The struggle for control of the re-entry office continued after current Public Safety Director Frank Straub took over the department in January 2010.
Because Straub had helped create successful re-entry models in other cities, some city staffers pushed for him to take control of the re-entry office. But he, too, got into battles with Olgen Williams, those who observed the battles firsthand said.
Straub declined to comment on the issue.
Olgen Williams said he scrutinized the Transitional Jobs program because he wanted to make sure the city used a successful model.
He also said he had philosophical differences with some at the city about whether the office should be run as a social services agency, as he preferred, or under public safety. But he disagreed there was tension over that issue or Rhiannon Williams’ hiring.
“I don’t have tension like that,” Olgen Williams said. “What we care about is the people we serve.”
Eventually, Rhiannon Williams grew tired of being caught in the middle. She left the city in spring of 2010, six months after she took over as re-entry director.
Momentum, at last?
Some in the re-entry community are hopeful that Maxine Bryant, who took over as director in June 2010, will help steer the office on the right path.
Bryant worked with Williams, the deputy mayor, when he was at the social-services agency Christamore House, and some say the fact that he chose her better positions her to get things done.
Bryant said she is getting things done. Some of the programs, such as the Transitional Jobs initiative, are under way, and the city is administering two other federal grant programs to help ex-offenders with efforts such as mental health and pair them with mentors.
The office—which has an annual budget of $60,000 to fund the salary of Bryant, its sole employee—also hosts informational meetings for service providers, coordinates a focus group for ex-offenders, and is working on setting up a system to track ex-offenders being served by not-for-profits.
“I would beg to differ that we’re not at all a national model,” said Bryant, who noted that two groups from Illinois have visited Indianapolis to observe components of programs the city administers. “There are different models for different communities.”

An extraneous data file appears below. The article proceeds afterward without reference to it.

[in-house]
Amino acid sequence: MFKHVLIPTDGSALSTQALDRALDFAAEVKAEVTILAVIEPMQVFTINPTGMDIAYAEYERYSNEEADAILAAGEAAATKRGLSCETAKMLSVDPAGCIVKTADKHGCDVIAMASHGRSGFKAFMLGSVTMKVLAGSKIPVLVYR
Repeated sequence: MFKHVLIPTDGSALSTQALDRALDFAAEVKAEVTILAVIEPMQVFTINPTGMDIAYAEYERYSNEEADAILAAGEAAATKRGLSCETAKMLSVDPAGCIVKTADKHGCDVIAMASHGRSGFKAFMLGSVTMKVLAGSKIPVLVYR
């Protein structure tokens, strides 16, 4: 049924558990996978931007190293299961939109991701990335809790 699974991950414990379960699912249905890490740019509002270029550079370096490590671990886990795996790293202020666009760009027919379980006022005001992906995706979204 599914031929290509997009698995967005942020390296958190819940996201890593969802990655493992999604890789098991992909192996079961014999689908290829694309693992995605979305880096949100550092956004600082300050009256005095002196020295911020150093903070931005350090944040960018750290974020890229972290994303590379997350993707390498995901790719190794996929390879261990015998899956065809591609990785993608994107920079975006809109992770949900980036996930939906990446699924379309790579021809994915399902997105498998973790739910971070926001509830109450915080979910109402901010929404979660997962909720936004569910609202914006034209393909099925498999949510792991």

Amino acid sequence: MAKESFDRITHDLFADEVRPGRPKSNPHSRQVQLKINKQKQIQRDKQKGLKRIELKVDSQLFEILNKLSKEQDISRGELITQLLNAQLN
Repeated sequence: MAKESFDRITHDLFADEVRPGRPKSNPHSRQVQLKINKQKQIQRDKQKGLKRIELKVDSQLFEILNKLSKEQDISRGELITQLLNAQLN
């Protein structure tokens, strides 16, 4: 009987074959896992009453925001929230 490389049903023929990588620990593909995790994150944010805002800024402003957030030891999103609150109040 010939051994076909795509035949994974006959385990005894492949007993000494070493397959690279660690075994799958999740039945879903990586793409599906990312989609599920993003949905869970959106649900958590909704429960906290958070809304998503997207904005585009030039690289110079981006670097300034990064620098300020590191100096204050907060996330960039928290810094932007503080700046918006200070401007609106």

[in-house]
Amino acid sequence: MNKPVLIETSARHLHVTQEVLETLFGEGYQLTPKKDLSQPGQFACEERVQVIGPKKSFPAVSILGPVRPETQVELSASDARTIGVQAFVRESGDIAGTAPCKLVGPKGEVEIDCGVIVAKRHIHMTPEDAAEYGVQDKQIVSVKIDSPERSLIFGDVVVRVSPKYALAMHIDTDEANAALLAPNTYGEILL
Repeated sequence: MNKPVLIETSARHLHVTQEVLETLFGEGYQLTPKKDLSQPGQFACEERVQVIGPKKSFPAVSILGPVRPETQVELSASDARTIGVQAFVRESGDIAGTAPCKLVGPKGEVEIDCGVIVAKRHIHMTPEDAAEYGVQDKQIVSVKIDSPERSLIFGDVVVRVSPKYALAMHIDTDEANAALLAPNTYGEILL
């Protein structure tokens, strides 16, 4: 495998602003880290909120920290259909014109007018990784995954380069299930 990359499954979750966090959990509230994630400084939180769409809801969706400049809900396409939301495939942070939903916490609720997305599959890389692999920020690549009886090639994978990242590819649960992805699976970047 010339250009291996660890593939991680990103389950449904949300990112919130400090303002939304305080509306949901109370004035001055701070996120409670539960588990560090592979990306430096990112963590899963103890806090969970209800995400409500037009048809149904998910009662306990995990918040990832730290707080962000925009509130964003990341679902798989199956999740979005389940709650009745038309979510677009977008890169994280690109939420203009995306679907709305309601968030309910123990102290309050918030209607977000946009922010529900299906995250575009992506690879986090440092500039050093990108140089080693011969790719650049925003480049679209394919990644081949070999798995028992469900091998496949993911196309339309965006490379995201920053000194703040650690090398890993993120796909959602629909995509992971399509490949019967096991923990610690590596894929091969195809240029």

But if some see those as hopeful signs, others say they’re too little, too late.
Some not-for-profits have cut ties with the city’s office after negative experiences.
And some say those service providers, which have the capacity and infrastructure to carry out federal-grant programs, should be the ones running the city’s programs.
The programs have shown both successes and shortcomings. For example, of the 20 people who completed the Transitional Jobs initiative, 10 now have jobs, but nine of the original 29 participants left the program.
And of the 53 participants in the First Day Out mentoring program, 15 recidivated—meaning they either went back to the Department of Correction or avoided prison but got additional charges.
Rather than focus on programs with a limited funding lifespan, the mayor’s re-entry office should push systemic changes, some involved in local re-entry efforts say.
They say the office could use its influence to get city departments and outside agencies to channel resources toward re-entry. It also should use its bully pulpit to influence policy changes, they argue.
“It hasn’t reached its full potential by a long shot,” said someone involved in local re-entry efforts who has studied best practices in a few other U.S. cities.
“[Ballard] made this great gesture, and it remains kind of a gesture. Just naming an office isn’t enough.”
Jocelyn Fontaine, a research associate at the Washington, D.C.-based Urban Institute who focuses on re-entry, said other city re-entry offices across the United States have struggled with moving from a service-provider to an advocacy role.
“There’s a need for someone—probably at the level of the Mayor’s Office or Governor’s Office—that’s doing some advocacy on this group’s behalf,” Fontaine said. “They have specific needs and barriers that need to be addressed at a policy level.”
But Gregg Keesling, who leads Workforce Inc., which connects ex-offenders with jobs, said the mere fact that an office of re-entry exists has been an asset.
“Yes, it’s been clunky. Yes, they’ve made missteps, but the most important step that’s been made in re-entry is to put a mayoral focus on it,” Keesling said. “That office—as bad as it’s been—has been one of the greatest things that’s ever happened in our little [re-entry] world.”•